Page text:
The end of 2014 and 2015 is shaping up to be a boon for Mignolaverse devotees. The Wolf and the Apostle, is another brilliant entry into the horror series, Baltimore. New to Baltimore? New to the horror comic genre? That’s OK – The Wolf and the Apostle is a good place to start for new readers. Werewolves, the Inquisition and making deals with the devil sound right up your alley? Follow me down the damp, blood-spattered cobblestone streets into the beginning of this new series.
Since this story-arc is a two-parter, it’s very difficult to get into the meat of the story without spoiling any of the plot.
However, this affords us the chance to discuss the tropes that make a good horror comic work, without delving into any long-winded “how-to-write-comics” diatribes. This is a useful look into the horror comic genre for people who have yet to stray from superhero or sci-fi titles.
The reader will also get to meet the series’ namesake, Baltimore, a former British soldier that ran into an actual monster during the Great War — and suffered the consequences of being exposed to their existence (aka, having his entire family slaughtered). Baltimore got his revenge, but realized that a much darker power still needed to be destroyed. Now you’re all caught up (but really, you’d find a lot of worse ways to spend your time than going back and reading Baltimore from the beginning).
Let’s set the stage. The Wolf and the Apostle is about a vicious werewolf terrorizing the denizens of an abandoned and darkly rendered castle, by ripping our their guts, in fictional post-World War I Europe. Europe’s population has been nearly obliterated by plague and falling to second or third on the food chain (vampires! yes!). In this two-parter, Judge Rigo, an Inquisitor judge, whom you get to meet for the very first time is struggling with the idea of hunting down a former Judge (now a werewolf). Rigo is faced with the idea of destroying something that is considered a monster, even though he might be capable of monstrous acts himself.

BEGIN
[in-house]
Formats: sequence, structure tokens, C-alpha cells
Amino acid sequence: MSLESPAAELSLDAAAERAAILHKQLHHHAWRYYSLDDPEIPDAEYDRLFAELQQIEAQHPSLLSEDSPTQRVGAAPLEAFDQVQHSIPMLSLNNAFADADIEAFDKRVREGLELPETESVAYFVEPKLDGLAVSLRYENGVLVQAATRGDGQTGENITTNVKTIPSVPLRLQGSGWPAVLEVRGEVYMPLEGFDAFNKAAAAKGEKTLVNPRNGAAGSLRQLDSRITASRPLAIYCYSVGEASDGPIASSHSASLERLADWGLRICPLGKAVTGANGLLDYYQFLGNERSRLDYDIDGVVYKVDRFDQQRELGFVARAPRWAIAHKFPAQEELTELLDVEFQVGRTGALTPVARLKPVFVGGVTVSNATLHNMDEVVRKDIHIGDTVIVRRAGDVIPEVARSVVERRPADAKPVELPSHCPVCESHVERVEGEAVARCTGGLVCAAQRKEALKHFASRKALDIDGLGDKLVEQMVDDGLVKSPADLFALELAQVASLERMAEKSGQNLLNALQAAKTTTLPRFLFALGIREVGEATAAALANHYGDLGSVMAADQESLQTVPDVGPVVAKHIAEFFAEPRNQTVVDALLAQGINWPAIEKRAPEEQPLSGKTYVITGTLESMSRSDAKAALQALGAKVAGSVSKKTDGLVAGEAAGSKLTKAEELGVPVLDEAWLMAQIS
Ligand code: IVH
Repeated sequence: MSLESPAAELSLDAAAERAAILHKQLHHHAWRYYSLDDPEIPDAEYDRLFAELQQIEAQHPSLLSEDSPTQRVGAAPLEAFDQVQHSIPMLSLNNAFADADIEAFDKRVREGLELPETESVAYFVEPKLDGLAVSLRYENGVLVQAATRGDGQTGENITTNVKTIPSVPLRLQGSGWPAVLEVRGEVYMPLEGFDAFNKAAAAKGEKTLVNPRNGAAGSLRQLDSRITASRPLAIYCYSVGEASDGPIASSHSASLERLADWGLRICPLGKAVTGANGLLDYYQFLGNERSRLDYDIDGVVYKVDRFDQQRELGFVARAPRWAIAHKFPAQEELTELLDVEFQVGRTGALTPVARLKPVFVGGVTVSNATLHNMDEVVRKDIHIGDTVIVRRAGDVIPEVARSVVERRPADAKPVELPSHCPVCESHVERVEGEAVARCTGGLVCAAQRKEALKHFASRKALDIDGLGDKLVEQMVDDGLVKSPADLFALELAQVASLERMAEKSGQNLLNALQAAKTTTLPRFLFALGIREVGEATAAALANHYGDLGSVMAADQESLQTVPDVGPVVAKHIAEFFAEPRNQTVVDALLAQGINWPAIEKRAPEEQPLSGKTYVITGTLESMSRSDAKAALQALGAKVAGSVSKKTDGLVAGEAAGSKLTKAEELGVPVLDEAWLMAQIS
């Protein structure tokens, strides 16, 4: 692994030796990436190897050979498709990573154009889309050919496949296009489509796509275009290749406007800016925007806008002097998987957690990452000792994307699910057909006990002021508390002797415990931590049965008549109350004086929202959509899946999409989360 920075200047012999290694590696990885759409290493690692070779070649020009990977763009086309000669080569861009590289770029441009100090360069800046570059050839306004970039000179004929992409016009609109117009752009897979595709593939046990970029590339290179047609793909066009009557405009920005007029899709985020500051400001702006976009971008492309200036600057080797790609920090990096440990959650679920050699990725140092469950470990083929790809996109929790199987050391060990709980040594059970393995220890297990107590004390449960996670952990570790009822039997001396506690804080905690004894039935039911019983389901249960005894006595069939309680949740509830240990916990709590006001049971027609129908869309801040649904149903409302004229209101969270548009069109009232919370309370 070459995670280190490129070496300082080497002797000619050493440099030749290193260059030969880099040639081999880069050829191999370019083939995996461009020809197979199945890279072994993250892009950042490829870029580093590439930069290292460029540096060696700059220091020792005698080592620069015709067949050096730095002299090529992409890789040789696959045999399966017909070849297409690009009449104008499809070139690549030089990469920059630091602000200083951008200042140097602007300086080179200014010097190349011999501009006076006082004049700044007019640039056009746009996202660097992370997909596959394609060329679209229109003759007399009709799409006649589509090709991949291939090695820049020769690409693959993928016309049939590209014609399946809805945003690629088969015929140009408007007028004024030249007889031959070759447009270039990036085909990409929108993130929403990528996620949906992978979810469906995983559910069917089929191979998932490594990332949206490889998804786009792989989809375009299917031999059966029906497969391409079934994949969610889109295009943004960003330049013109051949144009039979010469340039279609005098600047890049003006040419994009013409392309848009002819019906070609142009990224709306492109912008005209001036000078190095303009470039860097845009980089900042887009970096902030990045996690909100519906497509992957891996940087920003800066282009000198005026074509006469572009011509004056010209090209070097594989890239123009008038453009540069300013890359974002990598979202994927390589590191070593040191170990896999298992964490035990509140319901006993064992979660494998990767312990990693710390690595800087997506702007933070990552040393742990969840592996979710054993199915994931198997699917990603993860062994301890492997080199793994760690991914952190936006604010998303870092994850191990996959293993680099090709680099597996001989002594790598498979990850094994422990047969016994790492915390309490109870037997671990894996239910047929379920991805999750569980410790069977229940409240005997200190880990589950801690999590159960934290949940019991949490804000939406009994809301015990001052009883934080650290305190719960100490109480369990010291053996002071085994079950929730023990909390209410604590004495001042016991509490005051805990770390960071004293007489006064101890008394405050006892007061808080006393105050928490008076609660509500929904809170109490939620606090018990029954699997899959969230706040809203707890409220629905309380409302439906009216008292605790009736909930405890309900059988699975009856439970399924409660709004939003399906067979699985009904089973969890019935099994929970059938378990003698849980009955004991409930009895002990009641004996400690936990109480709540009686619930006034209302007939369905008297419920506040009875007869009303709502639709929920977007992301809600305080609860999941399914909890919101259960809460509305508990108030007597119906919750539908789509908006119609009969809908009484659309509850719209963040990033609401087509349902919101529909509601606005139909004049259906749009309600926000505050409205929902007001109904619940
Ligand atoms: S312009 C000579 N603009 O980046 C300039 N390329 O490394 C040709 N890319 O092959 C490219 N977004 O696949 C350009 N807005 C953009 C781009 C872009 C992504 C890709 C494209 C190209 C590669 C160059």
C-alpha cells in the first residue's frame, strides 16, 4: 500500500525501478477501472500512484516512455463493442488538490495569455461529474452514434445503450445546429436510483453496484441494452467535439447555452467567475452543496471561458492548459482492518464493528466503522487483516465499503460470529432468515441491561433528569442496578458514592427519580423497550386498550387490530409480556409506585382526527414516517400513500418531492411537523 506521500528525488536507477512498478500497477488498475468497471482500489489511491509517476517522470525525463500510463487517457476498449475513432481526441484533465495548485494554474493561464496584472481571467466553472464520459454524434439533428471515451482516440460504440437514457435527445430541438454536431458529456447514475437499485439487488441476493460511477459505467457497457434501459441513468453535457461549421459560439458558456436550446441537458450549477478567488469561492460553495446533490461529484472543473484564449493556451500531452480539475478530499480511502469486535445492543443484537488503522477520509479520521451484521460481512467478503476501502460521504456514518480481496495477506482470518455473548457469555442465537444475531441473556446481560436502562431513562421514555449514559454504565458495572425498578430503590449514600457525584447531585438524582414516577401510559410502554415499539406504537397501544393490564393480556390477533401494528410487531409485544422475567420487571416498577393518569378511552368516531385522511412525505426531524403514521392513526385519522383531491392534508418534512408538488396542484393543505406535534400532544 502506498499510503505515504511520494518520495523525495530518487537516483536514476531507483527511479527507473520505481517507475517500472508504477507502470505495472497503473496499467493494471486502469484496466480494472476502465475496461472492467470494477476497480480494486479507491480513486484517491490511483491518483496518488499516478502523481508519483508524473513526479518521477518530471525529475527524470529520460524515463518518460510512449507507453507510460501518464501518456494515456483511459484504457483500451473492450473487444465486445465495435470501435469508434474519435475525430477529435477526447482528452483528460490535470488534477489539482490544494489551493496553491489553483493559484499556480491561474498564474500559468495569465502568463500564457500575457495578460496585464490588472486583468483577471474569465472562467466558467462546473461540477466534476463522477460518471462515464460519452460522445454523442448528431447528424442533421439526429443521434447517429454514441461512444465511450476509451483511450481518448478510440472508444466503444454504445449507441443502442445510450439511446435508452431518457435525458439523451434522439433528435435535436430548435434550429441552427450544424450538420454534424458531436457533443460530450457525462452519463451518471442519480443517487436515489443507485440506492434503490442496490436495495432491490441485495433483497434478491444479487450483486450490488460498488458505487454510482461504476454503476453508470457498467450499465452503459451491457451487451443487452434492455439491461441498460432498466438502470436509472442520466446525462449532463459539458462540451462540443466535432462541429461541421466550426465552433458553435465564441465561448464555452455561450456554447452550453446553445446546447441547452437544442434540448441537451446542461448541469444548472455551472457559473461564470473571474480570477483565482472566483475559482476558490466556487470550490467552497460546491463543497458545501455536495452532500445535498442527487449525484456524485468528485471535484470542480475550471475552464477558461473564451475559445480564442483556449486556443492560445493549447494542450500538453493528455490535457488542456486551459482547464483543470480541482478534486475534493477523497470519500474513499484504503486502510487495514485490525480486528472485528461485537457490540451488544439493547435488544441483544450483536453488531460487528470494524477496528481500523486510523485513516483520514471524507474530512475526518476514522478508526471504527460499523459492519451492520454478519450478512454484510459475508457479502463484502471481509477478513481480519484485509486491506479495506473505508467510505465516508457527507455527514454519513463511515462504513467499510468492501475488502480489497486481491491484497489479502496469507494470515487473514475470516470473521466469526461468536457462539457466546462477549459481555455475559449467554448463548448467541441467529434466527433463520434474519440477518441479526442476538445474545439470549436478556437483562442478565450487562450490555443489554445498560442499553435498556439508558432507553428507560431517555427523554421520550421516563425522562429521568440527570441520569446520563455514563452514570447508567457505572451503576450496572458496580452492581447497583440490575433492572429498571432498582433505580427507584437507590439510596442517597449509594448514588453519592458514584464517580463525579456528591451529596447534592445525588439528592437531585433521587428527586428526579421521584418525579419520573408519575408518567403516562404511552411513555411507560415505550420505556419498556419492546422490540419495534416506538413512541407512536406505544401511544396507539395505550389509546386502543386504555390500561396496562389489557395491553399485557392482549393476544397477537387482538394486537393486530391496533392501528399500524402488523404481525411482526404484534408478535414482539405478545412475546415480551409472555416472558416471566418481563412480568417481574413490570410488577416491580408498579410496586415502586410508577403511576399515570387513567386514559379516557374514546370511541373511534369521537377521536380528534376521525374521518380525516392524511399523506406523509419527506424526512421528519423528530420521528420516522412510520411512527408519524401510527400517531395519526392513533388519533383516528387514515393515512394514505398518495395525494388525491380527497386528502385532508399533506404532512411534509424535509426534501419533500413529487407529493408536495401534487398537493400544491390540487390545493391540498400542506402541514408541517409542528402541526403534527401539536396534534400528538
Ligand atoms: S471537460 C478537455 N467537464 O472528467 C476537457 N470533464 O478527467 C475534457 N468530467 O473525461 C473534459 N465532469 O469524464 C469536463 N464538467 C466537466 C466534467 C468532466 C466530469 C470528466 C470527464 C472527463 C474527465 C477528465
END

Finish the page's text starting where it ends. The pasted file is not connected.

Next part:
Through Rigo’s interactions with Baltimore, you get the back-story of this timeline’s version of the Inquisition, Baltimore’s story, and learning about our protagonist’s motivations and fears. This gut-wrenching, fear-induced introspection is the perfect emotional tone to be paired with the visceral blood-and-guts-confetti visuals of the werewolf tearing his way through this abandoned castle keep.
Why is this a good place to start getting into the horror genre? You’ve got all the classic staples of a good horror comic here. Beautiful, beautiful dark and moody art. Chunky disembowelments and terrifying monsters. Intestines, fangs and claws. Absolute fear and pain illustrated in a way that you don’t get to see outside of the horror genre. You have presented to you this idea of absolute good and evil, but that distinction is drawn into question by characters facing life, death and the supernatural. Stakes are just higher in horror comics.
When people die. They stay dead. Or they rise up and kill other people. You know what I mean.
Death. Death is one of the ultimate high stakes. And it will happen. And it will be brutal. That’s why you need to read Baltimore. It is written by Mike Mignola, Christopher Golden and this two-parter is illustrated by Ben Stenbeck, his final work on the series.
Does this get Shortboxed?
Yes, but with the caveat that this series is only the gateway to something more. In reality, this opens up your Shortbox to a different type of comic, a different type of story. Does The Wolf and The Apostle stand on its own? Yeah. It’s a microcosm of what you can expect in the best of horror comics. It’s only two issues long… and you can pick it up on Amazon or in your local comic book shop. You can also get the digital issue HERE.
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